BrandSutra: Business lessons from the Suez crisis
BrandSutra: Business lessons from the Suez crisis

EverGiven, a 2,20,000-ton ship, almost 400 metres long, was amongst the most discussed topics lately. The image of an excavator, dwarfed when juxtaposed against the gigantic EverGiven, triggered a meme fest on social media. Everyone saw the mammoth ship blocking the Suez Canal as illustrative of their own problems and how helpless and ill-equipped they were to deal with those.

With more than 300 ships caught on either side of the Suez, it was every supply chain manager’s worst nightmare. Delayed shipments and the cascading effect meant loss of a whopping $9.6 billion per day.

The entire Suez–EverGiven episode - magnitude of the impact, response to the crisis, vulnerability of global trade and role of various actors - holds some valuable lessons for us.

Business environment is unpredictable, stay alert: A tempest in business could be in the form of competition, unfavourable regulation, technological obsolescence, disruptive business models, etc. Little did EverGiven’s crew and the Suez pilot know that the events unfolding over the next few hours could ground the ship, threaten the existence of its owners and disrupt global supply chains.

Big isn’t always better: EverGiven’s size was its undoing. A nimbler and lighter ship could have been navigated out of harm’s way; just as lissome organisations can adapt quickly to a changing environment. But this gigantic ship’s fate was sealed when the sandstorm hit. Recently, we also saw the Airbus 380’s relatively short lifespan - the first A380 commercial flight took to the skies in October 2007 and Airbus announced phasing out of the A380 in February 2019. Reasons notwithstanding, the big magnificent bird had failed.

Never underestimate adversaries: The wind in the Suez Canal was 40 knots when disaster struck. A ship can withstand winds of over 85 knots when in the open ocean; however, the same wind coupled with a sandstorm proved to be EverGiven’s nemesis – it drifted sideways and clogged both sides of the canal. Howsoever small, underestimate your adversaries at your own peril, especially when they play to their strengths. Karsanbhai Patel’s Nirma vs HUL battle which unfolded in the 80s immediately comes to mind.

No effort is small: Abdullah Abdel-Gawad, the 28-year-old excavator operator, felt offended upon seeing the social media memes. This impelled him to work harder – 21-hour shifts over six days, gnawing at the sand, to make a material difference to the rescue effort. Two other excavators that arrived were too petrified to work directly underneath the ship and did some peripheral work instead.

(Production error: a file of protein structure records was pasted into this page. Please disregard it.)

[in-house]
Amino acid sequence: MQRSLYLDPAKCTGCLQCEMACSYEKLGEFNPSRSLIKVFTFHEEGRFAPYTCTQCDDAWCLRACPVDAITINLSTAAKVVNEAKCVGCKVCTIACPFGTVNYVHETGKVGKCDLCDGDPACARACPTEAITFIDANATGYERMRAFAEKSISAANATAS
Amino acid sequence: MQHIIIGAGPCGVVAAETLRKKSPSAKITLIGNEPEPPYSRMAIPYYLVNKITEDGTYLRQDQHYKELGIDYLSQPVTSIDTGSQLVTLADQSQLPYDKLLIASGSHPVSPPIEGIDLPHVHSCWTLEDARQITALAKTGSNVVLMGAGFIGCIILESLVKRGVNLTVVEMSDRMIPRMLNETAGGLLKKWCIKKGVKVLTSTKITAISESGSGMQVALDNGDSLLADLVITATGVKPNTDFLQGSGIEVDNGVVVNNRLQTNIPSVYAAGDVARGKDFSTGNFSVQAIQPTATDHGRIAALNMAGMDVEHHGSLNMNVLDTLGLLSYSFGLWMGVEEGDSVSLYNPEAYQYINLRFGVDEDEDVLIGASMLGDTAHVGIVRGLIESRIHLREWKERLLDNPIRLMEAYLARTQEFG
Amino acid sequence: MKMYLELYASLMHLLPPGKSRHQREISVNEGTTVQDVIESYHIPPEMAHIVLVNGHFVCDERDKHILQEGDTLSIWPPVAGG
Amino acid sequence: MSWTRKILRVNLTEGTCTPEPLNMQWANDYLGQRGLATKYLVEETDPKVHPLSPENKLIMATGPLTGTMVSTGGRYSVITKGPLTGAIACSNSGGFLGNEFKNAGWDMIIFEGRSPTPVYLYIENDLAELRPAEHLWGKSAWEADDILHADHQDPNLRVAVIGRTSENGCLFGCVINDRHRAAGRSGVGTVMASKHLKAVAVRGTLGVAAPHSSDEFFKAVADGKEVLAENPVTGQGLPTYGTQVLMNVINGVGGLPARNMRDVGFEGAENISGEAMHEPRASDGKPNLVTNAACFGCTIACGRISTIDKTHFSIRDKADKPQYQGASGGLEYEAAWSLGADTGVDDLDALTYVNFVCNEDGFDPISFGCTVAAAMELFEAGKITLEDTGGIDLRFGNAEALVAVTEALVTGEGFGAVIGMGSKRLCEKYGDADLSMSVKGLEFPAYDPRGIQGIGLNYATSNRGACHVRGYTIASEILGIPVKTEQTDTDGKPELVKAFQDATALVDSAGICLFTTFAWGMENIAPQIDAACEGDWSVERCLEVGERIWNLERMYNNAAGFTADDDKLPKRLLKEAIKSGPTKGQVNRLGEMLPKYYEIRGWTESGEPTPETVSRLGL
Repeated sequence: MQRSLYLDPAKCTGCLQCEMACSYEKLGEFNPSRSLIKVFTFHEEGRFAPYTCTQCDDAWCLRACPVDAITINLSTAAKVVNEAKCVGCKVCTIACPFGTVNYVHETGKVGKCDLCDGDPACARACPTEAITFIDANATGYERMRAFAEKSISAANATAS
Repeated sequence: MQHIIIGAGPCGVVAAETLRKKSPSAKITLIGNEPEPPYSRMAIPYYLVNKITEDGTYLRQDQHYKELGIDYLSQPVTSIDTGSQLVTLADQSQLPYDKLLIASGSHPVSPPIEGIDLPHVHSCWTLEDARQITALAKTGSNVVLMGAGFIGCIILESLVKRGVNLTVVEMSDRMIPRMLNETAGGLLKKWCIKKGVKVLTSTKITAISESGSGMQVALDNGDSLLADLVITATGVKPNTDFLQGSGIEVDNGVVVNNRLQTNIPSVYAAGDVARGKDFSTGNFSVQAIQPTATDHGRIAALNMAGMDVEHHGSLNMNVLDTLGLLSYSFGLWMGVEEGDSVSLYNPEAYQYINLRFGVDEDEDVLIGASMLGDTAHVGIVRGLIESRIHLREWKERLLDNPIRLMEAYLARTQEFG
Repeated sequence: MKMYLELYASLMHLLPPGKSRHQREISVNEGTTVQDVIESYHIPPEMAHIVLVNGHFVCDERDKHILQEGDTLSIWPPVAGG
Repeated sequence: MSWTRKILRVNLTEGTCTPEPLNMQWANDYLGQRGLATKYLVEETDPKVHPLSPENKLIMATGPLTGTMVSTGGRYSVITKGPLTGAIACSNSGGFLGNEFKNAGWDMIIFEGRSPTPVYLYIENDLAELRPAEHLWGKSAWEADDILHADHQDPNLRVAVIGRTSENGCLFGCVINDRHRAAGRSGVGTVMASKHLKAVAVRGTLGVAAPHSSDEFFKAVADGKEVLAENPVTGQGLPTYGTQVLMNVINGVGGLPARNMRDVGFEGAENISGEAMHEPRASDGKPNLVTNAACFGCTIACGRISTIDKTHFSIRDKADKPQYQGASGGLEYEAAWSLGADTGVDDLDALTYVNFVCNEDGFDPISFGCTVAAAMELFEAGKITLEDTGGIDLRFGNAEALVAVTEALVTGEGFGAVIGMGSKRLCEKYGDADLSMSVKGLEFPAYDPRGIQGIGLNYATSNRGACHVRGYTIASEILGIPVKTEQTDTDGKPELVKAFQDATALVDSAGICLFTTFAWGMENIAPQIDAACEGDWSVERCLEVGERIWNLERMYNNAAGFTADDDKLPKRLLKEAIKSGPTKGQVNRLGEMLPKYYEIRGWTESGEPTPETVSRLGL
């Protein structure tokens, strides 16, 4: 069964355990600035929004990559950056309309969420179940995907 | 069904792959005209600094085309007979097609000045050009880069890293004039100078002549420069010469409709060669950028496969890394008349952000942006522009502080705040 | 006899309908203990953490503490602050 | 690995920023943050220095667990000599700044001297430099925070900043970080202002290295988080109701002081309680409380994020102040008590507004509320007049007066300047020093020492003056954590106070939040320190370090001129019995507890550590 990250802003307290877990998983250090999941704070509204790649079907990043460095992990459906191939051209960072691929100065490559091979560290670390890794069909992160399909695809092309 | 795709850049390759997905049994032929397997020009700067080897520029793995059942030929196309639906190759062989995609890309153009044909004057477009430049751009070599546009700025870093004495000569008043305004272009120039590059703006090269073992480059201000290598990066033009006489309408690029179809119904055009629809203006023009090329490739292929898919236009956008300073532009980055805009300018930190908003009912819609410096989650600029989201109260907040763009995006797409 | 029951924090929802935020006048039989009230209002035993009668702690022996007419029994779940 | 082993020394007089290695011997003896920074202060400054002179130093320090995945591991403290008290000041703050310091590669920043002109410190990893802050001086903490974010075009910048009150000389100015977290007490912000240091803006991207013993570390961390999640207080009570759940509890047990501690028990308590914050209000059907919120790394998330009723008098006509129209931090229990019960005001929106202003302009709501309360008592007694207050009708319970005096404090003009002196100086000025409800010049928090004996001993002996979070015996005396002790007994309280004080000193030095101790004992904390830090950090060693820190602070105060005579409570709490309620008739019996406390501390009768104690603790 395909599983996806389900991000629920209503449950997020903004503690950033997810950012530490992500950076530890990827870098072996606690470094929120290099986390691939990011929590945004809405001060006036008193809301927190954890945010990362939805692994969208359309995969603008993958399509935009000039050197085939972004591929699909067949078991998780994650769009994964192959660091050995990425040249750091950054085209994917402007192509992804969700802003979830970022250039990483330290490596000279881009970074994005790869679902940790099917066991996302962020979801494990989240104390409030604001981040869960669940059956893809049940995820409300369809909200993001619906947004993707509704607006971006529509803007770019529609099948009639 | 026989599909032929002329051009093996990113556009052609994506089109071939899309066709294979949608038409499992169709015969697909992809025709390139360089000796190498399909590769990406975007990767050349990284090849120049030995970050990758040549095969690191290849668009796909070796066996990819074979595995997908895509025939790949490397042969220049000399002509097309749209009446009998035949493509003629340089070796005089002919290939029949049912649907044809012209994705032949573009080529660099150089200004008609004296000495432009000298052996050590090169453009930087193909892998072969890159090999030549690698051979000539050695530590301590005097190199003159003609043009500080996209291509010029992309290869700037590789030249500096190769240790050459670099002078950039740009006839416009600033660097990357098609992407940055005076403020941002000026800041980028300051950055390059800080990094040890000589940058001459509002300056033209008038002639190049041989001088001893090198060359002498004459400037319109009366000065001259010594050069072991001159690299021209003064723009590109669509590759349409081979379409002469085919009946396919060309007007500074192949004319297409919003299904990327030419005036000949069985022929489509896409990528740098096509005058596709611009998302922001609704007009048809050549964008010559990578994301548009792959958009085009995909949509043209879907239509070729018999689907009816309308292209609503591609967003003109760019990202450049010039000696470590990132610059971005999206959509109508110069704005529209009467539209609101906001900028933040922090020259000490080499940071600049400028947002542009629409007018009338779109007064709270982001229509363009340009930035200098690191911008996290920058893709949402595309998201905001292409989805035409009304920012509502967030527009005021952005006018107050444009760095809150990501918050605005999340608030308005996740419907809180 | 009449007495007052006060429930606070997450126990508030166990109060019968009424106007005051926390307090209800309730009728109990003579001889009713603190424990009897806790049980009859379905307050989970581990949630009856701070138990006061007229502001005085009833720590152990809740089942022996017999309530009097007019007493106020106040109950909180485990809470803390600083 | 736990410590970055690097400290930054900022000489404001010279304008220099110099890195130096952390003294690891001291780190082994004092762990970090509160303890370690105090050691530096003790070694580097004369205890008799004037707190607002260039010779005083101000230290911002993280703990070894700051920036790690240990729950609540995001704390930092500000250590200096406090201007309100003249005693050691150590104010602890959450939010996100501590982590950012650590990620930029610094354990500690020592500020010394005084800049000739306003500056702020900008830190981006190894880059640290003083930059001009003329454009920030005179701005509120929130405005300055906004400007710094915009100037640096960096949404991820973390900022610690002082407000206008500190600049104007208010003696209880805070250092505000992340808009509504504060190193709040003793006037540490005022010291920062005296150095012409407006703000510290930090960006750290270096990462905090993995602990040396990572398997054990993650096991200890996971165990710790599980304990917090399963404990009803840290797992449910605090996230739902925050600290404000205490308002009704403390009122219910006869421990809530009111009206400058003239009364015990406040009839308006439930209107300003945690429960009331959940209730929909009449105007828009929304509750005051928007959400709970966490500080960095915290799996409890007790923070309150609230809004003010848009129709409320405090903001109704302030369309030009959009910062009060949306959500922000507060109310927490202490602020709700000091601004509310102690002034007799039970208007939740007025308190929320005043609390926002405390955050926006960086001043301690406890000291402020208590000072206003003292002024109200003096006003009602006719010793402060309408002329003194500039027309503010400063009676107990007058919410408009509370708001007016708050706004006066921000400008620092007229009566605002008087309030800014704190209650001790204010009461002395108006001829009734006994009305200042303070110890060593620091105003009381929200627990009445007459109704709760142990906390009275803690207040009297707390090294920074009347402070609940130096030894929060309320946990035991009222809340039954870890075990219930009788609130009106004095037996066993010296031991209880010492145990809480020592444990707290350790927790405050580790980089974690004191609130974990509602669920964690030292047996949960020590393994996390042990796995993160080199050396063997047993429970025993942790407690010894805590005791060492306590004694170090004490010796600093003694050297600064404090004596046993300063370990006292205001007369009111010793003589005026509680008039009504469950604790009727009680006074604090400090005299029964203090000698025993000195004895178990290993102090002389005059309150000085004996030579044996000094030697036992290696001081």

Identify your weakest link and manage risks: Every business has to find its ‘Suez Canal’ and consciously work towards de-risking the ‘passage’. Risk management is about identifying, assessing, prioritising and managing threats to a business, its assets, its capital and its earning potential. These risks could be from uncertainties in the economic environment, legal liabilities, accidents, natural disasters, technology obsolescence, data security and even strategic faux pas by the leadership. There ought to be a risk management plan for mitigating each of these risks.

Manage the conversations: This is not the first time that a ship got stuck in the Suez. However, this time social media amplified the crisis. Media managers worked overtime on behalf of the owners to ‘manage the narrative’. Despite some deliberately disingenuous statements, the real reason for the grounding is unknown. The ship owners, who emerged almost unscathed from the crisis, now risk ‘paying up’ several millions of dollars in compensation, penalties and damages. The real test will be in getting the ship released from the authorities.

Providence is a thing: Just when ‘experts’ thought that it could take weeks to dislodge the ship, there was divine intervention. The full moon brought a spring tide or ‘King Tide’- gravity causing the high tide to be higher and low tides to be lower than normal. This made the crucial difference, allowing rescue teams to re-float the ship. Sheer providence! Look out for it, be prepared to take advantage of it, but don’t rely on it. As Roman philosopher Seneca says, ‘Luck is what happens when preparation meets opportunity.’ Paytm capitalising on the demonetisation opportunity is a classic case.

These lessons apply to all businesses, irrespective of type and size. In fact, some of these lessons are universal and may be relatable in our lives too. The ship may have sailed away since, but it left these stirring lessons for us. Are we up to them?

(The author is a senior professional in the corporate sector and writes on varied topics that catch his fancy. The views expressed here are his own.)

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